This section is from "The Horticulturist, And Journal Of Rural Art And Rural Taste", by P. Barry, A. J. Downing, J. Jay Smith, Peter B. Mead, F. W. Woodward, Henry T. Williams. Also available from Amazon: Horticulturist and Journal of Rural Art and Rural Taste.
WE herewith present an illustration of the Chenango Strawberry Apple. Our attention was called to this apple in the summer of 1869, by Mr. J. H. Giving, whose orchard is near this city, for recognition. We knew it not, nor any one else hereabouts. We took specimens to the meeting of the American Pomological Society, at Philadelphia. It was not recognized there by either Warder or Elliott, but Mr. Barry pronounced it the Chenango Strawberry. Mr. Seth E. Hall, of Franklinville, N. J., who was present, said he knew the apple - that it originated near his old home, in Chenango county, N. Y.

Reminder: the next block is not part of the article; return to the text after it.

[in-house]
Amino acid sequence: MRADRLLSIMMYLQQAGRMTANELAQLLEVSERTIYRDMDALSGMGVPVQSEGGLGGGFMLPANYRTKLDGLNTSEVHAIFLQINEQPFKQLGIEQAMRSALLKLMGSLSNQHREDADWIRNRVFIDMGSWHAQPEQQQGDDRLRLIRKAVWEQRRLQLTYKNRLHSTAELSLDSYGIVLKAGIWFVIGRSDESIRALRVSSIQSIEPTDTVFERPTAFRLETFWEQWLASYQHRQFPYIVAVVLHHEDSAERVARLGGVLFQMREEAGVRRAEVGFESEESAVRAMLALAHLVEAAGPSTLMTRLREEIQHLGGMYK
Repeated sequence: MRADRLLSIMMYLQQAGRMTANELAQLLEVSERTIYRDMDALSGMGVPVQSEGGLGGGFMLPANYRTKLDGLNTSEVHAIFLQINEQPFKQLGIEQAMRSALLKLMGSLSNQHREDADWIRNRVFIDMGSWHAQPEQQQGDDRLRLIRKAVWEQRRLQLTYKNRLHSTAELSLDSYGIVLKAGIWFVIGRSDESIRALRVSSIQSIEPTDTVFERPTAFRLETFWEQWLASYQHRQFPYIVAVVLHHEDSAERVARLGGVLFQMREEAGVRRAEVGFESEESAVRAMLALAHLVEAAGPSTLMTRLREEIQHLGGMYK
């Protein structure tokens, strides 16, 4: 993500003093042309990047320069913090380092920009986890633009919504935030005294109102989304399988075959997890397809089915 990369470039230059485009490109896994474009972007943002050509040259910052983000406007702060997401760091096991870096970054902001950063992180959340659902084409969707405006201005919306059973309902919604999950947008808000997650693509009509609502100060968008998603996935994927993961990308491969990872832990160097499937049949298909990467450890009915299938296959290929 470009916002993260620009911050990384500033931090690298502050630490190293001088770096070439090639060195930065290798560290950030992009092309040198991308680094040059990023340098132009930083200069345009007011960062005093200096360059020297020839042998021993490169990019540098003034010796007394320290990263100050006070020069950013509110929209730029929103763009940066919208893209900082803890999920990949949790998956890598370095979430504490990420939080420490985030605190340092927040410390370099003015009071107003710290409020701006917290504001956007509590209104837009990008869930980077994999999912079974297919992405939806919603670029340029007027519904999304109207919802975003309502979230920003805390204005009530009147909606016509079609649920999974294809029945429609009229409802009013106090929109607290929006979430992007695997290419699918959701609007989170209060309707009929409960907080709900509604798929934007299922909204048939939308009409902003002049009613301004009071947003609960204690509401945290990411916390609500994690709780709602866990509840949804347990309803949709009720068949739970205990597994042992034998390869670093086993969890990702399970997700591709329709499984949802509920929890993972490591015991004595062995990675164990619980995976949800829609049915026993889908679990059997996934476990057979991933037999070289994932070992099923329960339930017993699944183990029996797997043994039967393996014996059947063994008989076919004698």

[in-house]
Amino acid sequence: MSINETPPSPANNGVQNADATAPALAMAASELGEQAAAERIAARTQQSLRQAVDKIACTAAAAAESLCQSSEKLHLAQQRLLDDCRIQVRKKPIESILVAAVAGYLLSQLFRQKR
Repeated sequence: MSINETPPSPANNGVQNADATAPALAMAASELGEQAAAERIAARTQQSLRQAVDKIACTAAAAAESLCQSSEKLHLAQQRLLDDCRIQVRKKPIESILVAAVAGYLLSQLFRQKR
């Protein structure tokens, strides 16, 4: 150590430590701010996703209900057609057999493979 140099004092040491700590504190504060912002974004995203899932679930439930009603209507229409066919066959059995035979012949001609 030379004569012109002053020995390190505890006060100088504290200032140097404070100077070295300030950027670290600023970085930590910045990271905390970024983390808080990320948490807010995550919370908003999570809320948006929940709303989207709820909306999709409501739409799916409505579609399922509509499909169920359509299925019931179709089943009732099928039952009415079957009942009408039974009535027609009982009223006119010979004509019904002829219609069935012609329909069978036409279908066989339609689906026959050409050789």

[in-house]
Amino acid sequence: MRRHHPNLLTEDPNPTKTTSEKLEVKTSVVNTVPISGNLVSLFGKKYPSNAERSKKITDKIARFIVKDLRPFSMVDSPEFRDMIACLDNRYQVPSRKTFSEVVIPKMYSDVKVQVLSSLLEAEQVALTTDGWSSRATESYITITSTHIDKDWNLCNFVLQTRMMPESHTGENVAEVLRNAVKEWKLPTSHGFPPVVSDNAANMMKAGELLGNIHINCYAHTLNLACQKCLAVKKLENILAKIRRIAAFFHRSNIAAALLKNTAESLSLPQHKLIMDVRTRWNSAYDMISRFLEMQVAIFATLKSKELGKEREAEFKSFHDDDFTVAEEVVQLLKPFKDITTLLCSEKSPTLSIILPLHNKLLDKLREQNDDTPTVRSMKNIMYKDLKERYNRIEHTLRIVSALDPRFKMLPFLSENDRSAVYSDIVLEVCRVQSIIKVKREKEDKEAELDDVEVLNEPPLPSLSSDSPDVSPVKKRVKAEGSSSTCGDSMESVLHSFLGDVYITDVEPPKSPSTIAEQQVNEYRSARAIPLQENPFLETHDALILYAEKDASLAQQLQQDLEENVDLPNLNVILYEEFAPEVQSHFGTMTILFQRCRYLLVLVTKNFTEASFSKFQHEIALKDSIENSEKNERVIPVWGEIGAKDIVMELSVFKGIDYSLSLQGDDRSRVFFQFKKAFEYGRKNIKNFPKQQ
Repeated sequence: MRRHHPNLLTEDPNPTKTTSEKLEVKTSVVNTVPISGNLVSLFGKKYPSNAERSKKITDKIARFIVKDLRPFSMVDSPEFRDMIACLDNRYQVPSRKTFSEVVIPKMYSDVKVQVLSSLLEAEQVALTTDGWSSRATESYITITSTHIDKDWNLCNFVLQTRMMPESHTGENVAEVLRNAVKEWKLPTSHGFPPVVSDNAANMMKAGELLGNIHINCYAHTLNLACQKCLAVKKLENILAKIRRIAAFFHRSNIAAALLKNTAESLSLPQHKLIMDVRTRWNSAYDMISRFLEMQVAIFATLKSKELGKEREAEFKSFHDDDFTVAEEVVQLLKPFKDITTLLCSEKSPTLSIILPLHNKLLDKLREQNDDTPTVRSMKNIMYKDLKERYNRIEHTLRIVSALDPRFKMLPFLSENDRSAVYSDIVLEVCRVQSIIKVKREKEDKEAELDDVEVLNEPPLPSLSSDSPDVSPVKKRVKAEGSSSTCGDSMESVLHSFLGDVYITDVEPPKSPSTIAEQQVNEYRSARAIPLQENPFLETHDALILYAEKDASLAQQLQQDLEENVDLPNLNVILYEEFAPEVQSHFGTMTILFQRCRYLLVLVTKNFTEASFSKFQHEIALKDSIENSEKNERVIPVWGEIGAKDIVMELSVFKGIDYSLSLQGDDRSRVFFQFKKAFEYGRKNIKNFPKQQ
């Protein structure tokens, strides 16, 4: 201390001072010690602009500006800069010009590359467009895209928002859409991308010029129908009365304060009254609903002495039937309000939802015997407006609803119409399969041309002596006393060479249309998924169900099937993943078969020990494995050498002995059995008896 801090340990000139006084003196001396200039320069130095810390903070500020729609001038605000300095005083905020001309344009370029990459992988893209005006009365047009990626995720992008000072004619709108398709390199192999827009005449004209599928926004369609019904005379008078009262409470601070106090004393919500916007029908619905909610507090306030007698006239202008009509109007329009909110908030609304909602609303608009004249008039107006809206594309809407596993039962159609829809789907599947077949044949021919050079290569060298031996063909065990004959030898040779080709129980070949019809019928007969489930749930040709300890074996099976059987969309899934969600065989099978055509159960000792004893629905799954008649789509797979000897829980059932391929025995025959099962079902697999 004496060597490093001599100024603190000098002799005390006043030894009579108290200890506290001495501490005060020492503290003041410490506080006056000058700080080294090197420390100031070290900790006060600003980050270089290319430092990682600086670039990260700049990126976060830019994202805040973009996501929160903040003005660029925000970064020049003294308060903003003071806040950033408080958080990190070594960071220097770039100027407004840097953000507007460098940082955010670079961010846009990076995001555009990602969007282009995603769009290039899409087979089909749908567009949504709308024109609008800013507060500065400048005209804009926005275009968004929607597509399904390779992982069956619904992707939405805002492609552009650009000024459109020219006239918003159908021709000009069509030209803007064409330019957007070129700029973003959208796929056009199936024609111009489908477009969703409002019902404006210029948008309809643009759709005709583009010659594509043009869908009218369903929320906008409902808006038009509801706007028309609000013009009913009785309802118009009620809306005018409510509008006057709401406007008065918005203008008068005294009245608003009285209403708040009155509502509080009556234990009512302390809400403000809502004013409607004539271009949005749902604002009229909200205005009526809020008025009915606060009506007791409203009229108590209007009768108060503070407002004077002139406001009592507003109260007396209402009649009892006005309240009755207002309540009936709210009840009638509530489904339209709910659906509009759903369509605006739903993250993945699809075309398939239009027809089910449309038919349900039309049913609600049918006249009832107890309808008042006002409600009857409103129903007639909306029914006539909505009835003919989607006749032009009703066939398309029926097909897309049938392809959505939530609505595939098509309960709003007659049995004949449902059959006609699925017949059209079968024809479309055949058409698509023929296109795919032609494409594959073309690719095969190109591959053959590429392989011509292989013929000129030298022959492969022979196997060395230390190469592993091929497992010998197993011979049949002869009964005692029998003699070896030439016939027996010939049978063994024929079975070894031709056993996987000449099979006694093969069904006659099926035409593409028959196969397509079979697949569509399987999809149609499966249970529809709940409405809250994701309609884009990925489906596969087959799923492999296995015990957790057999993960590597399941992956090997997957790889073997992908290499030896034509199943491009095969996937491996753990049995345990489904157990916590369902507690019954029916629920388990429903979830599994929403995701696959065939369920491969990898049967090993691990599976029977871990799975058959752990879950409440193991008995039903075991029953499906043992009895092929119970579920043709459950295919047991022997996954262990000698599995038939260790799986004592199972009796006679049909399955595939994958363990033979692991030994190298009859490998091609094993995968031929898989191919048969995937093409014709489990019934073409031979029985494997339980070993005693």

We have paid a visit to Mr.G.'s orchard, regular, at the season of maturity, and have annually found both tree and fruit without a blemish. The tree itself is a model, hardy, a rampant grower, and produces a heavy crop of fruit annually; skin thin, of a yellowish cast, smooth and glossy, splashed and streaked with carmine red; flesh white, exceedingly tender, and fine grained, juicy; flavor mild sub-acid. Great beauty and fine flavor make this apple a favorite for the dessert wherever known. This apple should be grown only for family use and a near market. Its season is short (early September), and the fruit perishable, on account of its great delicacy of skin and texture; should be taken from the tree as soon as ripe.